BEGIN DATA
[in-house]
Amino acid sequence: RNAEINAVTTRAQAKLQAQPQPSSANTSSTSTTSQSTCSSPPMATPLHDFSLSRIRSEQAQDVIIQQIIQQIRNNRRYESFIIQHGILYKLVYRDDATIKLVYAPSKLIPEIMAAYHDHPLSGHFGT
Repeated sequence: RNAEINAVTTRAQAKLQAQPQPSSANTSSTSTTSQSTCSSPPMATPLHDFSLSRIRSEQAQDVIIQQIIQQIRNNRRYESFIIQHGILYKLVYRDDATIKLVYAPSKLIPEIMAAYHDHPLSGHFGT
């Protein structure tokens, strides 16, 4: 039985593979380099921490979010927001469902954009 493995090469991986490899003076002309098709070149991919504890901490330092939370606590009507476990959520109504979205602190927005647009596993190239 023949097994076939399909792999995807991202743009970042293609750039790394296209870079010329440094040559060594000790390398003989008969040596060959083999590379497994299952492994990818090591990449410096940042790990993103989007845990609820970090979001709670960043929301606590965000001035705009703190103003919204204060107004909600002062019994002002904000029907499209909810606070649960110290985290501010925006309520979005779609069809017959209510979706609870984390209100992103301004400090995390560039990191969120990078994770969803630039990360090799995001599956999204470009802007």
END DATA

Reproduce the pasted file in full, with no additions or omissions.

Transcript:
[in-house]
Amino acid sequence: RNAEINAVTTRAQAKLQAQPQPSSANTSSTSTTSQSTCSSPPMATPLHDFSLSRIRSEQAQDVIIQQIIQQIRNNRRYESFIIQHGILYKLVYRDDATIKLVYAPSKLIPEIMAAYHDHPLSGHFGT
Repeated sequence: RNAEINAVTTRAQAKLQAQPQPSSANTSSTSTTSQSTCSSPPMATPLHDFSLSRIRSEQAQDVIIQQIIQQIRNNRRYESFIIQHGILYKLVYRDDATIKLVYAPSKLIPEIMAAYHDHPLSGHFGT
């Protein structure tokens, strides 16, 4: 039985593979380099921490979010927001469902954009 493995090469991986490899003076002309098709070149991919504890901490330092939370606590009507476990959520109504979205602190927005647009596993190239 023949097994076939399909792999995807991202743009970042293609750039790394296209870079010329440094040559060594000790390398003989008969040596060959083999590379497994299952492994990818090591990449410096940042790990993103989007845990609820970090979001709670960043929301606590965000001035705009703190103003919204204060107004909600002062019994002002904000029907499209909810606070649960110290985290501010925006309520979005779609069809017959209510979706609870984390209100992103301004400090995390560039990191969120990078994770969803630039990360090799995001599956999204470009802007």